“A lot of the UAW folks who were at Lordstown, Detroit-Hamtramck, Warren and Baltimore transmission plants are now at other UAW locals because they were transferred when those idled,” said a person familiar with the negotiations. “So when it comes to ratification, job security is important because those people feel it. It hits close to home.”

Going after Mexico

The UAW has consistently said its membership made concessions during GM's bankruptcy that it never recouped and that it contributed to GM's record profits in recent years. Now it wants a share.

“Hardworking middle-class taxpayers didn’t think bailing out General Motors would be a wide-open invitation for large executive bonuses and not sharing the $34 billion profit it made the last few years with its middle-class workforce.

In fact, they understood that there is no job security for us when GM products are made in other countries, not here in the USA,” said Brian Rothenberg, UAW spokesman. “We all stood up for American jobs.

All we are asking is that GM stand up for us now that they have profited from our sacrifices.”

UAW members stand in the rain at the north gate of Flint Assembly while on strike with General Motors over contract negotiations on Wednesday, October 2, 2019. (Photo: Ryan Garza, Detroit Free Press)

Tuesday evening, the UAW's lead negotiator with GM, Terry Dittes, told union members that GM has not shown a “solid commitment” to building vehicles in U.S. factories. He said that commitment remains one of the union's top agenda items with “little progress to report.”

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But just how realistic is it to expect GM to make production promises in such a highly competitive and volatile global market that is constantly evolving? Some observers say it's very realistic; others say it will require complex trade offs.

In recent contracts, the UAW has listed various plants and the specific products GM intended to build at the plants, often with the note: “This work was originally intended for Mexico,” said Kristin Dziczek, vice president of Industry, Labor & Economics at the Center for Automotive Research.

“So going after what is intended for Mexico is what the UAW is trying to do. But it’s not guaranteed, it’s market dependent and GM might not make those investments,” said Dziczek. “But at all three Detroit automakers, they have overperformed on the jobs and product promises they’ve made in the 2011 and 2015 contracts.”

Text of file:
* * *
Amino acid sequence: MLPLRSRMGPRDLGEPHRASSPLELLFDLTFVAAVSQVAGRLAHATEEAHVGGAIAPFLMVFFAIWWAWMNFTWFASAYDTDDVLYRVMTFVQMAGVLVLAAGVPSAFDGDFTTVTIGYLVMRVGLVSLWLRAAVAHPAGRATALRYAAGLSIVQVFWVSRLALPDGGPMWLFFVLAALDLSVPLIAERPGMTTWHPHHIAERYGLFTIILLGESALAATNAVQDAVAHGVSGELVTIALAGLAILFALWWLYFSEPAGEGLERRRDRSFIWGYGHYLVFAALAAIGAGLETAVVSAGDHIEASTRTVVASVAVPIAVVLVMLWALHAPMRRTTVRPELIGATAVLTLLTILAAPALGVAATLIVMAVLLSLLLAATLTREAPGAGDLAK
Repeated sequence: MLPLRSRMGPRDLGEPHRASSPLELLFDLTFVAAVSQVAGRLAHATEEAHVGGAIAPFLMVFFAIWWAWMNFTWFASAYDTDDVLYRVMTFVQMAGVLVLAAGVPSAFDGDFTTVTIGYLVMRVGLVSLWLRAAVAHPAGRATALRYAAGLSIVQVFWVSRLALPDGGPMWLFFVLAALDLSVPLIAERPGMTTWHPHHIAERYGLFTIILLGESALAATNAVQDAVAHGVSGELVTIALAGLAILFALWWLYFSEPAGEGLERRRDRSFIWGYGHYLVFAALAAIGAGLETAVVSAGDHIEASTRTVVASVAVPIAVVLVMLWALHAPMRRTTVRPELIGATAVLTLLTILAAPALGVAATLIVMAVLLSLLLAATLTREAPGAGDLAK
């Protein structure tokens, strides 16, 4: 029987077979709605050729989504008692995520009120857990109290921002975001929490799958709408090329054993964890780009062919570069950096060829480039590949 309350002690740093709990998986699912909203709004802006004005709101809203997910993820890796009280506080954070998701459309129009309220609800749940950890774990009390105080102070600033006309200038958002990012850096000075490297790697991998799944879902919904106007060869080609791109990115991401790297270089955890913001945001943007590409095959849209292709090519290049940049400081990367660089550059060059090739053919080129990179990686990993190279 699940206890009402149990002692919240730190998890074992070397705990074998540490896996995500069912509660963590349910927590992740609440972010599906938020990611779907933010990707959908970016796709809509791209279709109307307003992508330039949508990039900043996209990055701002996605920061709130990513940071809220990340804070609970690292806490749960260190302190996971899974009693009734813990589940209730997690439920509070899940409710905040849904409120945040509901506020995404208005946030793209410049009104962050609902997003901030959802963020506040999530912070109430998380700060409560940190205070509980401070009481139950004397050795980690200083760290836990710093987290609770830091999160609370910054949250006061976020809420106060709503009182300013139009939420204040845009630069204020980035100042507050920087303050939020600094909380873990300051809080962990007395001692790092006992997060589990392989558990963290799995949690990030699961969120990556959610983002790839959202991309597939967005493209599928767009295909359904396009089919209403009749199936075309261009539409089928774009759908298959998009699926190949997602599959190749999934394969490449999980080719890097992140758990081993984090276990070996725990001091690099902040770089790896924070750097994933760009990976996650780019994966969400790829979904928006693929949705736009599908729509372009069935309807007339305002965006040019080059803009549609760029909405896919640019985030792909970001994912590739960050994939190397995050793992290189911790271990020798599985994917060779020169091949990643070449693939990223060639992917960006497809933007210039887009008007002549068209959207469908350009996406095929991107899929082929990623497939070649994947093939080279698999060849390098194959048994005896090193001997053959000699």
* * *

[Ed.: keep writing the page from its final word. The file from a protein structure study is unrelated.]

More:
But they could underperform if the market tanks, said Dziczek.

“It’s not saying you have a job,” said Dziczek. “It’s saying, ‘We intend to allocate these products if the market performs.' It’s the company’s way to say we intend to keep employing you.”

 Here is a list of GM's current products and plants:

the box

The number of jobs GM is willing to commit to in the contract depends on how much those jobs will cost, Dzcizek said. 

“So it depends on what happens on the other parts of the agreement that GM and the UAW are working toward that will determine what GM will commit to in production,” said Dziczek.

GM declined to comment on Dittes' letter Tuesday to members. But it said it has invested $23 billion in its U.S. manufacturing base since 2009. Its initial offer to the UAW included investing $7 billion more and some 5,400 jobs over the next four years. But the Free Press reported some of that $7 billion will come from joint ventures and only half of those jobs will be newly created. 

GM would be reluctant to commit to building all of its future products in U.S. plants because of uncertainties over demand, the pace of developing electric vehicles and self-driving cars and shifting consumer preferences, said Masters. 

“The letter from Dittes suggests that solving this predicament is key to ending the strike,” said Masters. “The solution will require that the parties think outside of the box to flow more production to the U.S. for products for which there will be a clear demand.”

Marick Masters, director of Labor@Wayne. (Photo: Marick Masters)

Masters said creating a bigger role for UAW workers in the production of new technologies is one possible solution. Also, GM partnering with other companies to expand its production portfolio to include new technologies is another way to create more jobs, he said.

But this is the “toughest issue” for negotiators, said Erik Gordon, professor at the University of Michigan Ross School of Business.

“It’s life or death for GM,” said Gordon. “But it’s job or no job for the workers.”

“The way the box is to kick the can down the road … in an agreement,” Gordon said. “But the actual issue is a hard one because GM needs manufacturing flexibility more now than it’s ever needed it in the last 50 years. But workers’ needs for job security hasn’t changed in 50 years.”

Trade-offs

Gordon said a possible realistic solution would be a two-part commitment:

  • GM says it will build a particular product at a particular plant for a set time frame.
  • GM makes a general commitment to give preference to U.S. plants for other future products, if it makes economic sense to do so.

“GM can’t just flat-out say all future manufacturing will take place in the United States, unless the UAW says, ‘We will adjust our wages downward, if necessary, in order for the U.S. manufacturer to be competitive,’ ” said Gordon.